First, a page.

Circus protestor: I wanted to swipe even more signs

07/18/2014 3:02 PM |
Marilyn Flynn, 84, with her rescue dog Alec. (Cyndi Murray photo)

Marilyn Flynn, 84, with her rescue dog Alec in her Cutchogue home Friday morning. (Credit: Cyndi Murray)

Marilyn Flynn has no regrets.

Less than 24 hours after her arrest and subsequent interrogation, the 84-year-old was calm while recounting the ordeal as she sat at her dining room table Friday morning.

“I feel fine. There is no other reason to feel otherwise,” Ms. Flynn said. “They are calling it petit larceny but it is an act of civil disobedience.”

As Ms. Flynn was eating dinner Thursday evening, two police officers knocked on her door. The officers cuffed her and escorted her down to the station on a petit larceny charge for stealing two signs that were promoting Cole Bros. Circus coming to Greenport.

Earlier that day, a passing motorist had observed her removing the signs from Main Road in Peconic. A circus employee then wished to pursue charges, police said.

The officers found the two stolen signs at Ms. Flynn’s home, police said.

A longtime critic of the Cole Bros. Circus, Ms. Flynn admitted to pulling the signs from the side of Main Road because she believes the organization promotes cruelty to elephants — forcing them to live in confined quarters while being mistreated by circus staff, she said.

She would have grabbed more signs, she said, had her car not interfered with traffic.

Ms. Flynn said she spent nearly two hours handcuffed to an interrogation table for questioning. She was then released on $100 bail and driven back to her Cutchogue home.

“I told one of the policeman who drove me home — who said it was nice meeting me under these very strange circumstances — thanks for the ride and got out of the car and went back home,” she said.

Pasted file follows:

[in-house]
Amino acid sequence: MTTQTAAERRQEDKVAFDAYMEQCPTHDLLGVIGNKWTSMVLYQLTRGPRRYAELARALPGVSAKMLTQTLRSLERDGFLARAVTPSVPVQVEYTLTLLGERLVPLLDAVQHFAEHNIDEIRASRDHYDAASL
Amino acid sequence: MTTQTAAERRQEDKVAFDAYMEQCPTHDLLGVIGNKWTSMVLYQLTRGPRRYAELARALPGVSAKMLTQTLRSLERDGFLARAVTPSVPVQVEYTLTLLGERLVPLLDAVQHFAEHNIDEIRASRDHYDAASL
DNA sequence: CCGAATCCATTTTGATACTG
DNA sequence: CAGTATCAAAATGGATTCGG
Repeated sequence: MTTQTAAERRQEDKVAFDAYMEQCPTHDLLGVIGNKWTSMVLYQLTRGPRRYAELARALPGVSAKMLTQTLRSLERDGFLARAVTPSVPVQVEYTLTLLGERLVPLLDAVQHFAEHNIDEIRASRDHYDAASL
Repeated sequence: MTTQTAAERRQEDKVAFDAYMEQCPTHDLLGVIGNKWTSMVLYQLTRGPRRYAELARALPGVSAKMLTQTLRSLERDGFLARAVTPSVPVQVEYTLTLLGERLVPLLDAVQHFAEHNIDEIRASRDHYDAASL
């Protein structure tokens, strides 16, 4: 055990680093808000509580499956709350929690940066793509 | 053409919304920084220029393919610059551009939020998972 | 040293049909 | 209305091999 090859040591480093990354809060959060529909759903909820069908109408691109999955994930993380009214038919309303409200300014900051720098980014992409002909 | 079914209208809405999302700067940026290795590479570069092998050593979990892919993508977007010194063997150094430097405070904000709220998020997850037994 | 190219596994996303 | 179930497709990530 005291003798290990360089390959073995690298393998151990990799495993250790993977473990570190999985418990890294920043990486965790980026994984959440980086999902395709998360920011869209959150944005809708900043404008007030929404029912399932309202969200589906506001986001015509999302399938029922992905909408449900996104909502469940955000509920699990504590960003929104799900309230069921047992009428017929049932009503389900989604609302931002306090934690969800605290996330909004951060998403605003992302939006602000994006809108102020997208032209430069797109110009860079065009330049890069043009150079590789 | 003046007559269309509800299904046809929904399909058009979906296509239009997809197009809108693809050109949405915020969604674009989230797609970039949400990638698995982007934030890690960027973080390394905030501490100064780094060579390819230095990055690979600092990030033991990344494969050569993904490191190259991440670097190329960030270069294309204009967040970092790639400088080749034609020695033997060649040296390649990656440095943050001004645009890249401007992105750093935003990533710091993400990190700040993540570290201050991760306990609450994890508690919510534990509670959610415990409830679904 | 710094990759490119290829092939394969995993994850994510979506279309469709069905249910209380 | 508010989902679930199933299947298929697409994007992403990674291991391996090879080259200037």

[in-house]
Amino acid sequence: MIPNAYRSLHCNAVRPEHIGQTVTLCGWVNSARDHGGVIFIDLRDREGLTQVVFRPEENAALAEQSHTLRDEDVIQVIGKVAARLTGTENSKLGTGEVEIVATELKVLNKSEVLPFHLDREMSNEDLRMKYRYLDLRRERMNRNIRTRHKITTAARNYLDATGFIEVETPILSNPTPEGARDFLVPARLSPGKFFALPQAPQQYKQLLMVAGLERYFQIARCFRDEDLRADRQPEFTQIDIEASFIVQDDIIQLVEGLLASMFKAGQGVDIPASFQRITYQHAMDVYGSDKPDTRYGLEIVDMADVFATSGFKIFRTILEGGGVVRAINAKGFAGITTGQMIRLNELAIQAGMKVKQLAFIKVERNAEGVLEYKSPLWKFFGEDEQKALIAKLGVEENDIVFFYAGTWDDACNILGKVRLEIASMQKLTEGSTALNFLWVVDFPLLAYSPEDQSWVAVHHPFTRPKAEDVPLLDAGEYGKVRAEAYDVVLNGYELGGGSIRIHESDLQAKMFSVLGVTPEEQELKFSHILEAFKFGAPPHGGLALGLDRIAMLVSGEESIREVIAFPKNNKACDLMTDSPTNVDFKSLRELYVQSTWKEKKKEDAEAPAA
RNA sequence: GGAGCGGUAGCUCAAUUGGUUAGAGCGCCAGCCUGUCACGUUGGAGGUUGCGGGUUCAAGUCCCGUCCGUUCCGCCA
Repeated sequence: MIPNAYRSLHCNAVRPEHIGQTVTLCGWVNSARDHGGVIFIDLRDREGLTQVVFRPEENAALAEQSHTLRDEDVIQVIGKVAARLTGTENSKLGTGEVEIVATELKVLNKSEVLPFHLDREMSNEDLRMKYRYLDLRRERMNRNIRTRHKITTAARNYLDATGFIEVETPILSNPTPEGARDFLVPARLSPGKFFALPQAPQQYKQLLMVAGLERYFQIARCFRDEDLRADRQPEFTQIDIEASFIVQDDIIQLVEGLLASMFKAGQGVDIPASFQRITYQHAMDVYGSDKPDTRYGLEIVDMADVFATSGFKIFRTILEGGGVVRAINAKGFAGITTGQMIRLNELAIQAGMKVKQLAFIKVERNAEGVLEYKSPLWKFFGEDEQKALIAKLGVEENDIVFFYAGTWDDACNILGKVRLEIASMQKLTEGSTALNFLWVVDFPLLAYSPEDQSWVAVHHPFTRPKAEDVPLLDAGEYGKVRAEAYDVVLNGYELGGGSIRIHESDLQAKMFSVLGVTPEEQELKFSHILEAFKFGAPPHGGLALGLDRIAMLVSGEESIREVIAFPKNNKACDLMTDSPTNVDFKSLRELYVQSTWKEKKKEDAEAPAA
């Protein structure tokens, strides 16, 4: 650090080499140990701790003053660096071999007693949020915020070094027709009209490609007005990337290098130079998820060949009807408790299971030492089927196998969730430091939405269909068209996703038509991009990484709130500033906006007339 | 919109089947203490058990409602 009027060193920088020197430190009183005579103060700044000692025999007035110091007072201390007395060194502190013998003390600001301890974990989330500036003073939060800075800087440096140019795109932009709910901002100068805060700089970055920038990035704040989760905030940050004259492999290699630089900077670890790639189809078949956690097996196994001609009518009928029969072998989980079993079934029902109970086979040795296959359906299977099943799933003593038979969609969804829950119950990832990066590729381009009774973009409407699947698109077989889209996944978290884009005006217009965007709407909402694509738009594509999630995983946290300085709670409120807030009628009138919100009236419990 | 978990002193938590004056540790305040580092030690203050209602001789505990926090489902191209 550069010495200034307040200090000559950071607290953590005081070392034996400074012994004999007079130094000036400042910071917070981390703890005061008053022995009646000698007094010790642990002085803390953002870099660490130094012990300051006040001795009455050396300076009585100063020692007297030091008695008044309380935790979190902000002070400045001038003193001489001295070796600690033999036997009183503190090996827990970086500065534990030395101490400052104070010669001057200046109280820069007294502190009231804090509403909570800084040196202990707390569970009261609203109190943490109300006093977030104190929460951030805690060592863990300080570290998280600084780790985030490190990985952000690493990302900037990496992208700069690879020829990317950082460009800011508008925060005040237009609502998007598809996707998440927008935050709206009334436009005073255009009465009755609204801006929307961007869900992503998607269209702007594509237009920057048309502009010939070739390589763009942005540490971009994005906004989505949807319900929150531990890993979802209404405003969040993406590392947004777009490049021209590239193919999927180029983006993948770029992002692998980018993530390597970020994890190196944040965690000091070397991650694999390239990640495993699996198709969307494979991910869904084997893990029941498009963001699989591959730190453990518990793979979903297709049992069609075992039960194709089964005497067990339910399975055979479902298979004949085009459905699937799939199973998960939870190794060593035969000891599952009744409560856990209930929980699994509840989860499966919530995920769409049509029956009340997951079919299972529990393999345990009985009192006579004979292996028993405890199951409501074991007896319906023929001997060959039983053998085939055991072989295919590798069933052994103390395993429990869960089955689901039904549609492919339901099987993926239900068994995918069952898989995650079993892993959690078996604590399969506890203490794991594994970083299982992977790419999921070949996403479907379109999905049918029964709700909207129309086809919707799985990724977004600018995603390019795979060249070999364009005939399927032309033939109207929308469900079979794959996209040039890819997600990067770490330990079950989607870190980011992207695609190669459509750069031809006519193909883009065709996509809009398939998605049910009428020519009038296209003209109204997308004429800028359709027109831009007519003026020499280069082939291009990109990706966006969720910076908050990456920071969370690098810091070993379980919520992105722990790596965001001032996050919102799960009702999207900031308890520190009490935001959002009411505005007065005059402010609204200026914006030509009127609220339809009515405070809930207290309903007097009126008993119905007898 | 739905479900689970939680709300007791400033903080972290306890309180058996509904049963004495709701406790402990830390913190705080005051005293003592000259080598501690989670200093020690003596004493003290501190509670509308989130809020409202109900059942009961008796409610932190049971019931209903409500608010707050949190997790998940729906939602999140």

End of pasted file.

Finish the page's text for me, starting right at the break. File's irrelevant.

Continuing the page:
Southold Police Chief Martin Flatley said the department was obligated to arrest her, given the evidence.

“It was very clear that the owner of the signs wanted to pursue charges,” he said, adding that the signs were recovered.


This is Ms. Flynn’s first arrest, but she is no stranger to protesting the circus, which is returning to Greenport next weekend. She has previously helped organize and attended local protests against the circus and has also attended meetings asking the Greenport Fire Department to stop hosting the annual event.

“They don’t seem to realize that what they are doing is condoning animal cruelty,” she said. “The children that go to see the animals don’t know what they are looking at. If they knew how the elephants were being treated, they would have nightmares.”

Kenny White, who serves as chairman of the event for the Greenport Fire Department, said Friday there are no plans to cancel the circus.

“The animals are treated very, very well,” Mr. White said. “I have no problem. Just because a few people complain we still bring four to five thousand spectators in, so, to me it’s like the minority trying to rule the majority.”

Representatives of Cole Bros. Circus have repeatedly disputed allegations made by animal rights groups. On Friday, the company declined to immediately comment on Ms. Flynn’s arrest.

Ms. Flynn is due back in court at a later date, police said.

Cole Bros. Circus visits the Greenport Polo Grounds next Thursday, July 24 and Friday, July 25.

A protest is scheduled at 4 p.m. opening night.

Ms. Flynn plans to attend.

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